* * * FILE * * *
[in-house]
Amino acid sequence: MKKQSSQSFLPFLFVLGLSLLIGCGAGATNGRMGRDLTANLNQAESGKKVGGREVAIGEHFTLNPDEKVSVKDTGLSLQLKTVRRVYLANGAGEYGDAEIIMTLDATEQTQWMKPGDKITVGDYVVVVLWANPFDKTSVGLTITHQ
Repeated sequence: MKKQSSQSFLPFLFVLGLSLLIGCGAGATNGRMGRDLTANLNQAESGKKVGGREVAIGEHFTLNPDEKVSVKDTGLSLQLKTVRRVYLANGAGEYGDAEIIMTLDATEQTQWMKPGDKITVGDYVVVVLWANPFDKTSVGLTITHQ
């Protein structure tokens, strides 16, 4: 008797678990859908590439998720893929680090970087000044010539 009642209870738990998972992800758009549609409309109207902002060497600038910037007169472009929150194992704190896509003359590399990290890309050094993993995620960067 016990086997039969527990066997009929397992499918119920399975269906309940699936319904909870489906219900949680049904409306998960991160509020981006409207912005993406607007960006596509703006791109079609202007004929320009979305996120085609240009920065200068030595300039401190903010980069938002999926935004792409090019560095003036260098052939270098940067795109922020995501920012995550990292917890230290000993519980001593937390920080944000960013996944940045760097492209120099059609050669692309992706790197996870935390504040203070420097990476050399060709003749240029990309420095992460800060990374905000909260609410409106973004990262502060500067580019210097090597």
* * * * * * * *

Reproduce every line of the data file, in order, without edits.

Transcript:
[in-house]
Amino acid sequence: MKKQSSQSFLPFLFVLGLSLLIGCGAGATNGRMGRDLTANLNQAESGKKVGGREVAIGEHFTLNPDEKVSVKDTGLSLQLKTVRRVYLANGAGEYGDAEIIMTLDATEQTQWMKPGDKITVGDYVVVVLWANPFDKTSVGLTITHQ
Repeated sequence: MKKQSSQSFLPFLFVLGLSLLIGCGAGATNGRMGRDLTANLNQAESGKKVGGREVAIGEHFTLNPDEKVSVKDTGLSLQLKTVRRVYLANGAGEYGDAEIIMTLDATEQTQWMKPGDKITVGDYVVVVLWANPFDKTSVGLTITHQ
């Protein structure tokens, strides 16, 4: 008797678990859908590439998720893929680090970087000044010539 009642209870738990998972992800758009549609409309109207902002060497600038910037007169472009929150194992704190896509003359590399990290890309050094993993995620960067 016990086997039969527990066997009929397992499918119920399975269906309940699936319904909870489906219900949680049904409306998960991160509020981006409207912005993406607007960006596509703006791109079609202007004929320009979305996120085609240009920065200068030595300039401190903010980069938002999926935004792409090019560095003036260098052939270098940067795109922020995501920012995550990292917890230290000993519980001593937390920080944000960013996944940045760097492209120099059609050669692309992706790197996870935390504040203070420097990476050399060709003749240029990309420095992460800060990374905000909260609410409106973004990262502060500067580019210097090597």